So let us, Congress, first the House and then the Senate, speak up with one bipartisan voice to remedy this injury that President Trump is trying to do to our constitutional order. Whatever you think about the best way to secure our southern border, this is not the way for a president – any president – to exercise his authority. This is not about whether you are for or against the wall – and I of course am against it – it is about what America is all about, whatever your view on the wall.

On gun safety: the House this week will also take up a measure to close the dangerous loopholes in the background check system used to certify firearm purchases. For years, Democrats have tried to address these loopholes – the gun show, online and private sales loopholes -- only to be met with lockstep resistance by a Republican Congress beholden to the NRA.

90% of Americans favor strengthening the background check system, Not 51 percent, not 52 percent – 90 percent. The majority of Republicans, the majority of gun owners, any way you slice it, Americans are for strengthening background checks. Americans believe felons or spousal abusers or those adjudicated mentally ill should not have guns. But Congress is paralyzed because of the other side’s obeisance to the NRA and has been unable to act, not even after Newtown, not even after Charleston, not even after Las Vegas, not even after Orlando, not after Parkland.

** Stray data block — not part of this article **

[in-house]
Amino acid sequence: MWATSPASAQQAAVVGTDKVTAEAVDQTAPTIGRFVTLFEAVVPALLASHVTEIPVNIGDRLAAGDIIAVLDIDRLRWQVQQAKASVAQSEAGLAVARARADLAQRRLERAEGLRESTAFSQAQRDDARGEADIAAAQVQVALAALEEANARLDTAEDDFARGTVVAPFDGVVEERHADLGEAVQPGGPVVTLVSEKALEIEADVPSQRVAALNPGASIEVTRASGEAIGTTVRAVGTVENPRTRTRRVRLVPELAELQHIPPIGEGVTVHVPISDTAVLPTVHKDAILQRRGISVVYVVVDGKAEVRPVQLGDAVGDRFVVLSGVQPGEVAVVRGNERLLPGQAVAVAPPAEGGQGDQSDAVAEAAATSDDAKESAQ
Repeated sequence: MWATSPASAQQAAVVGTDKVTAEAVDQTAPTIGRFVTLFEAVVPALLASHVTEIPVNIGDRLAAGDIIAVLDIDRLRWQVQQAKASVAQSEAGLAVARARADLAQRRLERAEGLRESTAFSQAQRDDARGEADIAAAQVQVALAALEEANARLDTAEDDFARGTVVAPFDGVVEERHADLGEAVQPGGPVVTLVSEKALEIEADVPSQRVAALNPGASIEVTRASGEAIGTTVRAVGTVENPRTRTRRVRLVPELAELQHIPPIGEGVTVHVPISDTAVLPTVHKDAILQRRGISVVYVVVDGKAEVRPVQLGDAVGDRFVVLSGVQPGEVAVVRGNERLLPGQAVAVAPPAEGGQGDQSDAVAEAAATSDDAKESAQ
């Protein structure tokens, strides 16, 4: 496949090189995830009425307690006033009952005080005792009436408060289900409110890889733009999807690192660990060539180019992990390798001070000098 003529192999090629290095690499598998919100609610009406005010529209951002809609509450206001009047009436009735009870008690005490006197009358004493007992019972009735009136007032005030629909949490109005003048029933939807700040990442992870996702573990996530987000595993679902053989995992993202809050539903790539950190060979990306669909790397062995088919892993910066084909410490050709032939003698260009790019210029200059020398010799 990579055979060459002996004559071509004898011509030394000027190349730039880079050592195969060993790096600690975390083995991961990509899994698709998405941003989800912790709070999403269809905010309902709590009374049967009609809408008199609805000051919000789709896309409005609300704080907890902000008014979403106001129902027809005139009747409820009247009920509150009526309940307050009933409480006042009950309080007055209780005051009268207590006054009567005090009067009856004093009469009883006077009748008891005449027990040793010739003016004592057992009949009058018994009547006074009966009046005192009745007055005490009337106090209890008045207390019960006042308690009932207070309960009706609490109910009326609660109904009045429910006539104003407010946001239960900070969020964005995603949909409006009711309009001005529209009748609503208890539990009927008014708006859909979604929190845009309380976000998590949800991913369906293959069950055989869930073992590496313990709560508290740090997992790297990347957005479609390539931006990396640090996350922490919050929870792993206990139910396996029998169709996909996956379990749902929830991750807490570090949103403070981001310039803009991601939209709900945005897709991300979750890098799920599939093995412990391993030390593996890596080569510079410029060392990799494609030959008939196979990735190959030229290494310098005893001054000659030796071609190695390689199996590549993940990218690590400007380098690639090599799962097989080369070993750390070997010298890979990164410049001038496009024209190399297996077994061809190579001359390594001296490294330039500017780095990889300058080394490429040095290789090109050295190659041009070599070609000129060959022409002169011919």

But on gun safety, the tide is turning. Make no mistake about it. A strong majority of the American people support these policies now. The NRA has been considerably weakened – they did not do very well in the last elections. Finally, they have a house in Congress that will listen to the American people and take actions on guns – thoughtful, moderate actions on background checks. With each measure that passes the House, the pressure will build on the Senate to take up these reasonable, commonsense gun safety measures. And I hope my colleagues will join us.

On another matter: buybacks. This morning, the New York Times reported on an interesting facet of the recent stock market rally. Many investors, according to the Times, are selling off stock: average investors sell of stock, pension and mutual funds, nonprofits, endowments, private equity firms and trusts - are all, in the aggregate, selling stock? So then why is it rallying? The laws of supply and demand should say the stock market should go down.

The Times reports that it is corporate self-investment. Companies are buying back their own stock at such a rapid clip that they propping up the market and to a great degree themselves.